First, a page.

After spending a wonderful week at the American School of French Marquetry, it’s time to build my own chevalet. How hard can it be? :-P. I purhcased the hardware and full scale plans from Patrick Edwards of ASFM, and also downloaded Shipwrght’s 3D Sketch up model that he generously made availabe on Google’s 3D warehouse.
Why build a 17th century tool that is used for traditional hand cut marquetry with a CNC machine?
1. I have a bunch of plywood to use.
2. I like the irony.
3. I know more about Sketchup and Aspire than I do about using hand tools! Hopefully this will change.
4. Seemed like a good project for the Shopbot
I picture some knitted brows from experienced woodworkers this boggling process, as seen at some of the Vetrics demos where, after a lenghty explanation of a proecess used for a simple cut, an audience member states the obvious- “Why didn’t you just use a router?” So, hopefully you all will at least find this blog entertaining!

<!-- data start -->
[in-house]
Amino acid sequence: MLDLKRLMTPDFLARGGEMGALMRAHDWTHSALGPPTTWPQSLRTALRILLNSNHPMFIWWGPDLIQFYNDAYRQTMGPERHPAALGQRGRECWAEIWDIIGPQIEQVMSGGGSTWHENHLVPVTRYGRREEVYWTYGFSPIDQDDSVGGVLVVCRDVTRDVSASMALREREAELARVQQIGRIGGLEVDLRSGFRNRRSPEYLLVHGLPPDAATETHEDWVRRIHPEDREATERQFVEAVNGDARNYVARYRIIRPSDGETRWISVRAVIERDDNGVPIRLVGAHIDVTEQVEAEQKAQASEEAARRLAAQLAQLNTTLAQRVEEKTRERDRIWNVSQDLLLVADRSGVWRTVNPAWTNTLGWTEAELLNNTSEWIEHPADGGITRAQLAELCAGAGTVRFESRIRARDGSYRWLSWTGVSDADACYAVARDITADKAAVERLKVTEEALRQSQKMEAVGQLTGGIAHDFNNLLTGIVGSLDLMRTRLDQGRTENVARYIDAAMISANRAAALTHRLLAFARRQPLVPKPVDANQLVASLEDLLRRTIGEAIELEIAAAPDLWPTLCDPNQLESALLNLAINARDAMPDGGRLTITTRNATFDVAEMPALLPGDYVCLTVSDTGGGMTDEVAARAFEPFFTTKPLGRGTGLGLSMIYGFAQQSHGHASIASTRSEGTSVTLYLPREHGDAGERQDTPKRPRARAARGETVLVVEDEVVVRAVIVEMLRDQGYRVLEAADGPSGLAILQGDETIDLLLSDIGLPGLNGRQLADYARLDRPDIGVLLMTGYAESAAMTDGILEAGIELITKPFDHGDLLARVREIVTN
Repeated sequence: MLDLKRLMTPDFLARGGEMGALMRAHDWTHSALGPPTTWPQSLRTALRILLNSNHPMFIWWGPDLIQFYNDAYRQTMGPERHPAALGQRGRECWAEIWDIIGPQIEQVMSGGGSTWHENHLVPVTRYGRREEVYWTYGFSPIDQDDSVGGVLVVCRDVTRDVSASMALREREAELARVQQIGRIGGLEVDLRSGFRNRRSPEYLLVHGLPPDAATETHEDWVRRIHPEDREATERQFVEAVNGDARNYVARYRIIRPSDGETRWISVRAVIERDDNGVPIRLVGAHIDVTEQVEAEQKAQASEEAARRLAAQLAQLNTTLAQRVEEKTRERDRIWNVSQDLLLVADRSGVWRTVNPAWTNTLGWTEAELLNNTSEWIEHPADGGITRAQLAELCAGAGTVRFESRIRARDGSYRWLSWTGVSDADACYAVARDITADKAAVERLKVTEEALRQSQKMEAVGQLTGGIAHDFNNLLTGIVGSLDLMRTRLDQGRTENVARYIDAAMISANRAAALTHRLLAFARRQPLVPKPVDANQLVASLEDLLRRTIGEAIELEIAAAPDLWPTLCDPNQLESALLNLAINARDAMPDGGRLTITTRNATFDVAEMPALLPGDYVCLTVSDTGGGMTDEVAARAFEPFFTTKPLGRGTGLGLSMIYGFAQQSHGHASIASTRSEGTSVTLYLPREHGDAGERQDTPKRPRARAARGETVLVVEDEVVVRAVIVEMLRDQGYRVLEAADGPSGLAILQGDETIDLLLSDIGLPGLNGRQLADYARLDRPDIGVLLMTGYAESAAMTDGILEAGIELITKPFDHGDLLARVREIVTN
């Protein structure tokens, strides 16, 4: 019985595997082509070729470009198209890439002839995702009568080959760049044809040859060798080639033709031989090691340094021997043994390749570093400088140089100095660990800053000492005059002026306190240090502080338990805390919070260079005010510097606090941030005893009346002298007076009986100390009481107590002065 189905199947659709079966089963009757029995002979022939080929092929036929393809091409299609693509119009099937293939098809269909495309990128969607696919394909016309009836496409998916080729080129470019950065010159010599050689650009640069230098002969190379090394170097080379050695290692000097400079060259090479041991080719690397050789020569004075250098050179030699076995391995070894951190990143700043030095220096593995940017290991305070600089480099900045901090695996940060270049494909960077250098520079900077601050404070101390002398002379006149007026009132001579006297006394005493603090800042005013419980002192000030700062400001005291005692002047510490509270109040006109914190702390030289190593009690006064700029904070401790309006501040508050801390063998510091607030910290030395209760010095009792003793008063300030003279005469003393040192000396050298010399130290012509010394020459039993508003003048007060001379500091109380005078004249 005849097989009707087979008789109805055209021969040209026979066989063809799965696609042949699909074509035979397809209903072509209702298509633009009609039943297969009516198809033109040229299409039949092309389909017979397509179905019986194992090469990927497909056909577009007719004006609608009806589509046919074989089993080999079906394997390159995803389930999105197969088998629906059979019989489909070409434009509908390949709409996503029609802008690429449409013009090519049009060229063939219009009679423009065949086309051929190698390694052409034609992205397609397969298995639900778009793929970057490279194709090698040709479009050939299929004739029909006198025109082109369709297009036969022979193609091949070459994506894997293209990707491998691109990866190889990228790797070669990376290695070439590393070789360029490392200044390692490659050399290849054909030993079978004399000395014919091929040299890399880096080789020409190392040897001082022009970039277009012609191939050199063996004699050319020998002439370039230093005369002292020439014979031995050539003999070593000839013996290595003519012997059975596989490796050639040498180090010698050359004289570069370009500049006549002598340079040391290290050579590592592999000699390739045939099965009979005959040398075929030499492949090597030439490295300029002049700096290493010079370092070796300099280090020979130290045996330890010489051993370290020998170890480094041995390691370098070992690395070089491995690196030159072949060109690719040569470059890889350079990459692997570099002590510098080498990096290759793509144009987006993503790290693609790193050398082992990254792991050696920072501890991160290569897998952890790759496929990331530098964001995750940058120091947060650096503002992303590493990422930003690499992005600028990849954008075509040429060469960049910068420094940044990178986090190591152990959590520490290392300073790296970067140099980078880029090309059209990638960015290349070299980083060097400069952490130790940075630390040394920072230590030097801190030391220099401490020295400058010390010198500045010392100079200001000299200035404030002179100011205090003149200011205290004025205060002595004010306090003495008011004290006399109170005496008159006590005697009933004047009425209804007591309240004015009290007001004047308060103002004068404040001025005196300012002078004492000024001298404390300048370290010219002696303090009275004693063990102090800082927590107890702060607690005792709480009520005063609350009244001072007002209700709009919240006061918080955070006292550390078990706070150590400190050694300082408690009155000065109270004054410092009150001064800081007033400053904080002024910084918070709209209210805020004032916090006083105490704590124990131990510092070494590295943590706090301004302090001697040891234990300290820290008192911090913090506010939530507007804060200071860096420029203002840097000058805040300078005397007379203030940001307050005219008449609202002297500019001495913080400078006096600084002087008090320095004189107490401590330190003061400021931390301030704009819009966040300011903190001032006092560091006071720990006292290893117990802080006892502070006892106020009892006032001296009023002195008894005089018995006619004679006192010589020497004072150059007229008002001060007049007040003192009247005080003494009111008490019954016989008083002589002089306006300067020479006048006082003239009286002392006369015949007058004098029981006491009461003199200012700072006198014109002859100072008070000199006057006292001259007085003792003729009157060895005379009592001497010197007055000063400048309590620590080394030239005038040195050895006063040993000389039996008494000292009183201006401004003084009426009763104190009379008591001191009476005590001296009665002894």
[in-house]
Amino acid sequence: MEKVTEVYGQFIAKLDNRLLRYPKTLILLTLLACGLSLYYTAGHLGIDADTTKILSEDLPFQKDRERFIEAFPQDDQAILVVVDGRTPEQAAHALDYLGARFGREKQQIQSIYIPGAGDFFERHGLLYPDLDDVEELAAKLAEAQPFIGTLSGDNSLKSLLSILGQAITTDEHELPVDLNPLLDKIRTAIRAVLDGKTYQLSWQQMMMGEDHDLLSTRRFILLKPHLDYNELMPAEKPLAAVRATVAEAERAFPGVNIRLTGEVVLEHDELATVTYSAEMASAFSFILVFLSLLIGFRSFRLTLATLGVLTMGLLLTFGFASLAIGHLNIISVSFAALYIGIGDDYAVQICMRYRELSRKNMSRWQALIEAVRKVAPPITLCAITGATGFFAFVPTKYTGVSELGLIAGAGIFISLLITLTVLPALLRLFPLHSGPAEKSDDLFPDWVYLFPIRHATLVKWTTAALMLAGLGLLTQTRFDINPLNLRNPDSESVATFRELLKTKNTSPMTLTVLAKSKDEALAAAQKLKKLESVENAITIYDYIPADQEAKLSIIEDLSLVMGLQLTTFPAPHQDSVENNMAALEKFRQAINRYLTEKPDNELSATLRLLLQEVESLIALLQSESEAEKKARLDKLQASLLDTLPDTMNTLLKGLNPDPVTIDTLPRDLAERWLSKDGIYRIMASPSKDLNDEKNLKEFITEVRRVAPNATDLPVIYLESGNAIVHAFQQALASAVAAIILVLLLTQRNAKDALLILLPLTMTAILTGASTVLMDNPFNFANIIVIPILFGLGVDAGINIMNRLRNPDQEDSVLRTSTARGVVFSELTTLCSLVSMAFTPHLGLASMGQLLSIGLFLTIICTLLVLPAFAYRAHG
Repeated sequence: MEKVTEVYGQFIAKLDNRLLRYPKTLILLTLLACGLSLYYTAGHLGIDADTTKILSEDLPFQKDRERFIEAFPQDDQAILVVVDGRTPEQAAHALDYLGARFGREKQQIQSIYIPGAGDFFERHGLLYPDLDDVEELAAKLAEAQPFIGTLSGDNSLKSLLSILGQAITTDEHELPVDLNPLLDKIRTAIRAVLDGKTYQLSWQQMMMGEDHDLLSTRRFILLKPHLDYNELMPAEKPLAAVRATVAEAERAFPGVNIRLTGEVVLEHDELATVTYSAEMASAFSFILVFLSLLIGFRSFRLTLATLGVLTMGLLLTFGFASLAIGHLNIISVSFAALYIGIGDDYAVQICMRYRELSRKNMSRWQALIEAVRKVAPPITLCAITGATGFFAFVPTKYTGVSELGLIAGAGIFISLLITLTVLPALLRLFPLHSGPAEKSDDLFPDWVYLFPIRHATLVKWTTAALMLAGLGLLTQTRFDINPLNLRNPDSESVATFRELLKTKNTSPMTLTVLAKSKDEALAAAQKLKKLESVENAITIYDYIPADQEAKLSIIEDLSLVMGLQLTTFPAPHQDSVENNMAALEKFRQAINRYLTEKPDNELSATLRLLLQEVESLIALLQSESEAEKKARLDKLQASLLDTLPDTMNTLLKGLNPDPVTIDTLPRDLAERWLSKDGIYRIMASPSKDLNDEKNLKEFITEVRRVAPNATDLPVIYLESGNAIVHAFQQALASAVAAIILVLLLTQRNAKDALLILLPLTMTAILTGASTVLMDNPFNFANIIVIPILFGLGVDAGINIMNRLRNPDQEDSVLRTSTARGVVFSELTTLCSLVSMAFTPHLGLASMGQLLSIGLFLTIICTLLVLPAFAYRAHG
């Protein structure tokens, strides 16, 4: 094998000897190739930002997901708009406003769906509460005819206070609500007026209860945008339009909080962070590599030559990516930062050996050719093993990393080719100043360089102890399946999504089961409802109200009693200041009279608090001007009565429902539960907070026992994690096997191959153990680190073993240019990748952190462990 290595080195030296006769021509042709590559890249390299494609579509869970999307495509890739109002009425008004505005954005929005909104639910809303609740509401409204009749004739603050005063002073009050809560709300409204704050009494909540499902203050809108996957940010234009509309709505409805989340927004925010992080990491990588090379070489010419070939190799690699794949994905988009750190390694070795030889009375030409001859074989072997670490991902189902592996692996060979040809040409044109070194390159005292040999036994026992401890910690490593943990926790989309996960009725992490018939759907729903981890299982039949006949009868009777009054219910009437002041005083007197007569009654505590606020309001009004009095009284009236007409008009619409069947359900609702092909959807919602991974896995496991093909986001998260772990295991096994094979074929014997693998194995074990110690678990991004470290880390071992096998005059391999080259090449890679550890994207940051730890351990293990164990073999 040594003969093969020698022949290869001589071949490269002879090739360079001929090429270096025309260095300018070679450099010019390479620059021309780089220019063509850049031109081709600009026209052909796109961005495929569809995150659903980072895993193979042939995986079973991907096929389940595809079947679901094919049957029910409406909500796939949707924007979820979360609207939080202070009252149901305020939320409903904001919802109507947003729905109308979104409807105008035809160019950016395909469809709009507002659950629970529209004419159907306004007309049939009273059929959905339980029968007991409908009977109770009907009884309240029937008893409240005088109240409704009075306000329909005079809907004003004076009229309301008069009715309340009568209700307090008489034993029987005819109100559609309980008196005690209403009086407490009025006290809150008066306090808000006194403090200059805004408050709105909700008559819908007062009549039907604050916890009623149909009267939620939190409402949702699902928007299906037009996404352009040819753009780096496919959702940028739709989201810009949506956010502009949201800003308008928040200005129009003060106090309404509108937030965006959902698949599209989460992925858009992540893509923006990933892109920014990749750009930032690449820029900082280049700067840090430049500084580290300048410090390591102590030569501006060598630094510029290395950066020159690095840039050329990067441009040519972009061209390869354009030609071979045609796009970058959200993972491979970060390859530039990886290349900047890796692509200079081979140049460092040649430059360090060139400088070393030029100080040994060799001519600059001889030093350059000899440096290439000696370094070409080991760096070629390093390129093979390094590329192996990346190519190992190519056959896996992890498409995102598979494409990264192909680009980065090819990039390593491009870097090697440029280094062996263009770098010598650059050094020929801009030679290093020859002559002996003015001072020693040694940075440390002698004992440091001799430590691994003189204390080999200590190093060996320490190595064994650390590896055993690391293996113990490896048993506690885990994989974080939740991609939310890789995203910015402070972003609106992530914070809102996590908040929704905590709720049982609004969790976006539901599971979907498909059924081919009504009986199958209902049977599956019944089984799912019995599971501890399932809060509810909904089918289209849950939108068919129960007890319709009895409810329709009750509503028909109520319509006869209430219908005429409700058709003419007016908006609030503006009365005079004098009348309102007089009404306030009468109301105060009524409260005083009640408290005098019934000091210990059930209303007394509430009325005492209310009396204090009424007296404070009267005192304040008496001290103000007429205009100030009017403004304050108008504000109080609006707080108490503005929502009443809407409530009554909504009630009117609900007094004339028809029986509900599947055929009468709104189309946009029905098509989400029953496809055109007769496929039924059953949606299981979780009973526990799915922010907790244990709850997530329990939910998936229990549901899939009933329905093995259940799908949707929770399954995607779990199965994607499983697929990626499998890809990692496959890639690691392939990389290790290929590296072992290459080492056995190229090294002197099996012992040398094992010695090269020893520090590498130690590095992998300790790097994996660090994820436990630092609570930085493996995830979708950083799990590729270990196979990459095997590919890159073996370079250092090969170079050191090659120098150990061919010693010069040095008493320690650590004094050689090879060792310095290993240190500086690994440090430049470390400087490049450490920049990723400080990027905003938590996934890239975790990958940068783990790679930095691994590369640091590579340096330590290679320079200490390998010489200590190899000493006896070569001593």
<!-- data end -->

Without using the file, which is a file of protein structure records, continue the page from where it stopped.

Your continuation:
To begin, I split up Shipwright’s model (afte making a height adjustment for me) and laid out pieces according to sheet thickness:
I made them all 2D outlines, but unfortunately could not outupt as vectors. My brilliant husband was able to import them into Rhino, then output to Illustrator as vectors, so we could then open in Corel Draw for clean up. Easy, right? :-P
Clean up took a bit of time, welding all of the paths and deleting unecessary nodes. Then I could import to Vetrics Aspire to create tool paths, and nest the shapes together. Here is the 3/4” sheet:
Will probably use the drag tool with a pen in the machine first to triple check measurements! More later…
-- Success is the ability to go from one failure to another with no loss of enthusiasm. -Winston Churchill